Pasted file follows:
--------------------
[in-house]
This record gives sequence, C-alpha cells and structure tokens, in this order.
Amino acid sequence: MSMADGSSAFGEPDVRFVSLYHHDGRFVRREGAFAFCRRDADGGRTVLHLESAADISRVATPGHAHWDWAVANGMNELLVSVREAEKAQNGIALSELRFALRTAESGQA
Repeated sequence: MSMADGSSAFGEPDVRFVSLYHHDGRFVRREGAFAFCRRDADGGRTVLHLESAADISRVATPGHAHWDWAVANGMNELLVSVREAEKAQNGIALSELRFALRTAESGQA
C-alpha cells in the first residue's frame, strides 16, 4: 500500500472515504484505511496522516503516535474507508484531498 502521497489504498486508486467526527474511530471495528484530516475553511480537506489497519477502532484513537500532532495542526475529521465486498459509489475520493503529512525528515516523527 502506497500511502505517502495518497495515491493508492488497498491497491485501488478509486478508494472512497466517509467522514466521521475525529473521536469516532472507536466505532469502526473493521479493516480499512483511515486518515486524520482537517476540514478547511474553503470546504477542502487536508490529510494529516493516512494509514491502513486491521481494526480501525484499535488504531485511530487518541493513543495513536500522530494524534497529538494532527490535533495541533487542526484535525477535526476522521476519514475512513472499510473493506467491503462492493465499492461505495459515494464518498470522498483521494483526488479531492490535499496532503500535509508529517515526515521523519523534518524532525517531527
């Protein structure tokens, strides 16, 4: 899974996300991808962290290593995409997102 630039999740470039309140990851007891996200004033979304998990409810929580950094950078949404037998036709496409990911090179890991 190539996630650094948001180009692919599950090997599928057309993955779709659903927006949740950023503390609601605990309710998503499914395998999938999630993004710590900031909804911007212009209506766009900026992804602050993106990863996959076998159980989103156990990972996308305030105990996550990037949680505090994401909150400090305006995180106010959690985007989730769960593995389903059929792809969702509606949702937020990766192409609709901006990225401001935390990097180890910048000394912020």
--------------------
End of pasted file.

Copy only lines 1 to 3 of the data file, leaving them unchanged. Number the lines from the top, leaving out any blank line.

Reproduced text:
[in-house]
This record gives sequence, C-alpha cells and structure tokens, in this order.
Amino acid sequence: MSMADGSSAFGEPDVRFVSLYHHDGRFVRREGAFAFCRRDADGGRTVLHLESAADISRVATPGHAHWDWAVANGMNELLVSVREAEKAQNGIALSELRFALRTAESGQA